“In 2010 it will be difficult to do anything transformative,” John Collins, member of risk management platform provider Kinetic Partners focused on the vendor’s consulting business, told delegates to A-Team Insight Exchange in London this week. The cost pressures of the current market climate and an unwillingness to change core technology platforms will continue to hold back many firms from investing in new data architectures, agreed Collins and his fellow panellists.
The logic behind the benefits of a single pool of consistent data on which the front, middle and back office functions can rely is understood by most, said Collins: “But who pays for that single platform?” A single accessible source of data may be the desire in the market, but getting such an endeavour off the ground is far from easy, agreed the panel.
Collins, who recently joined Kinetic Partners from Rule Financial, spoke about his experience as a practitioner during his time as an investment banker at firms including Morgan Stanley and Citi, highlighting the challenges involved in getting the range of divisions across a firm to take on the cost of a platform change. The P&L mindset of these teams is likely to prove the biggest obstacle in terms of implementing an enterprise-wide platform, where no one team is willing to pay for the changes, he said.
Simon Tweddle, Mizuho International’s risk management chief operating officer, contended that the desire to drive down the total cost of ownership (TCO) might win out in the end, however. His own firm has invested in its own data architecture, for example, but he did concede that Mizuho International is the smaller, London-based offshoot of its Japanese parent and therefore had less of challenge in terms of scale.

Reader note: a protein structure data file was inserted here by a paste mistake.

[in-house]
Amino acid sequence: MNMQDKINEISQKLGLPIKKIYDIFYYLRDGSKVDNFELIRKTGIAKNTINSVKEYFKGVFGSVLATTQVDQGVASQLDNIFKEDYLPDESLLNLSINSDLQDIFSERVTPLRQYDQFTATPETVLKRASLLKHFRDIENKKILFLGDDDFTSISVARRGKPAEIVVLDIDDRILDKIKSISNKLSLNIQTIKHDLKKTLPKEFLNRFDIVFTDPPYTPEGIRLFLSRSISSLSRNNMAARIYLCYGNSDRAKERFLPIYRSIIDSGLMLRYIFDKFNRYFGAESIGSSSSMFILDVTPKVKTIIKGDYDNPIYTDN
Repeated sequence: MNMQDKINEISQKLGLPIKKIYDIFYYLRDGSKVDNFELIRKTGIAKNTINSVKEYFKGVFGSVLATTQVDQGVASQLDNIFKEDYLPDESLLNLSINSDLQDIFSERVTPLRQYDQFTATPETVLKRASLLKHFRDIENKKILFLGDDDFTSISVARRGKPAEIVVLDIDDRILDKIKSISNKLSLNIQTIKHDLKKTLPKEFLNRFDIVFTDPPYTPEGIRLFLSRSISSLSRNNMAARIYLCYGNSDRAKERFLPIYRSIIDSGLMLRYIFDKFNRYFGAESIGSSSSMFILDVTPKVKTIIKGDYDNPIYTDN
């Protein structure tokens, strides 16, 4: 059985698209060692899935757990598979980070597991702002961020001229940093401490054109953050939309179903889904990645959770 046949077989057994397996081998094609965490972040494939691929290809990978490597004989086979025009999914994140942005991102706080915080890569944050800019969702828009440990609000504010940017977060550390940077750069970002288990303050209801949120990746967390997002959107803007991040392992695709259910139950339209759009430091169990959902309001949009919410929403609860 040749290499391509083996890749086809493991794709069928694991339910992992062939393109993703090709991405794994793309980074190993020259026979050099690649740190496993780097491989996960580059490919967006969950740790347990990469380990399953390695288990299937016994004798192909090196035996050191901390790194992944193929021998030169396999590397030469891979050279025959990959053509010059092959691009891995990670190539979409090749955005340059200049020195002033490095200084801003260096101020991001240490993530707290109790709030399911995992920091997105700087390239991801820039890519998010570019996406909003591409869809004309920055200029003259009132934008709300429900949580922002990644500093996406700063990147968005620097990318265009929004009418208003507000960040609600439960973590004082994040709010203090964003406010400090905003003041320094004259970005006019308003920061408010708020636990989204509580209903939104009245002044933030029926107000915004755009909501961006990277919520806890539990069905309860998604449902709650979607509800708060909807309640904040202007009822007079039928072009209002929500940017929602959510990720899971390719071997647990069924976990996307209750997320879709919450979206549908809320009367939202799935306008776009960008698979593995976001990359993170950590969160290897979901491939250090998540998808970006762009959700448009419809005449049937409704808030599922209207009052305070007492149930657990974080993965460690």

“At Mizuho the business heads are encouraged to challenge each other and have risk-based discussions outside of P&L arguments. Everybody in the business needs certain data items to be the same, so everybody must pay for them,” he explained.
Moreover, Tweddle noted that not every reference data item needs to be standardised in an enterprise-wide context. “Some data items such as legal entity data hierarchy and a single version of a trade need to be the same, but others don’t as they may have destination dependent data attributes,” he said. “Firms therefore need to be much smarter about what they invest in by targeting the right areas with the right combination of solutions.”
Amir Halfon, senior director of technology at Oracle Financial Services, added that another key driver for investment in data management is around performance improvement for the business. Collins agreed: “Time to market, for example, is a key determiner. To be able to respond quickly to a client is a competitive advantage.”
The process of changing systems is not an easy one, however, agreed the panel. Xavier Bellouard, managing director of Quartet FS, indicated that in his experience, clients often do not want to change user front ends and want to hold on to old technology. “This is why we have to be agnostic about data formats because all these different systems produce different formats. We can’t be too rigid and therefore have to take the data as it comes to us and translate it at the very last moment,” he elaborated. “We have to reuse as much as we can.”
Tweddle suggested that a gradual phasing out of legacy applications might be the most sensible way to approach the challenge, by allowing legacy applications to coexist with new technology for a period of time.
Collins disagreed with the notion that legacy applications should be left in situ in the long term. “The market will force technology people to make tough choices. There are interesting dynamics at play in the current market and regulatory drivers, the profitability and cost equation and the changes in the risk and business paradigms will force change. Not touching any of this technology is not a choice,” he argued.